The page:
Maybe what’s needed is to start using the very same narrative and language as is being used against ‘workers’, immigrants et al.
      Unions = bad
      Associations and Federations = good.
      just as
      immigrants arriving by air = good
      immigrants arriving by boat = bad

      How about an Employees Federation and a United Employees Association or an Employees Chamber of Commerce. Maybe even a Federation of Economic Equity. A roundtable or two wouldn’t go amiss

      We’ve been fed a crock of shit, and quite frankly a good many people have swallowed it, not the least of whom are the MSM. Strange really, since it won’t be long before many of their ilk may soon be suffering more cutbacks (as anyone who listened to this morning’s Mediawatch will realise: automated MSM inclusion of offshore-generated ‘articles’ to fill space). Cudda Shudda Wudda.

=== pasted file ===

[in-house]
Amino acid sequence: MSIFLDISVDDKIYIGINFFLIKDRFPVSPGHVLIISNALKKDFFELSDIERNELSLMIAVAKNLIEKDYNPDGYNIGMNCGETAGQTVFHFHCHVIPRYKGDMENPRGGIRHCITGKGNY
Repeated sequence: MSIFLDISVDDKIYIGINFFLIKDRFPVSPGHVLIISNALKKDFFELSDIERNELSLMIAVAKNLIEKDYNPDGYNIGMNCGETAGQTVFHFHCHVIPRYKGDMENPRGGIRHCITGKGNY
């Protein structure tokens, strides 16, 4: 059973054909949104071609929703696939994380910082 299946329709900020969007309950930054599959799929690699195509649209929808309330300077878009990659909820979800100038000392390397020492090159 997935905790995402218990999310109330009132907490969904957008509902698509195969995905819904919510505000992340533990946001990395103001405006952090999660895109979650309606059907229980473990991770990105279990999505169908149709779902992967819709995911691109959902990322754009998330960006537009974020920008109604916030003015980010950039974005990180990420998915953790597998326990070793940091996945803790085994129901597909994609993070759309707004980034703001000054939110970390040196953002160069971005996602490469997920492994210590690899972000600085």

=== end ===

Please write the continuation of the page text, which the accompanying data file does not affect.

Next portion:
I’ll be really interested to see what Key/Joyce’s next ‘trade mission’ brings about. My bet is that they are going to be very surprised if they hang around long enough.

  3. John Ryall 3

    Spot on post.

    These ERA amendments are driven by the business class who have no moral compass beyond their own bottom lines, no future thinking beyond what profits they can make today and a belief that all beneficiaries of the state should be condemned except themselves.

    During the early part of the 20th century when New Zealand income and wealth inequalities were at the dizzy heights they have reached today, worker marched under banners which said “If blood is the price of your wretched wealth, we have bought it fair”.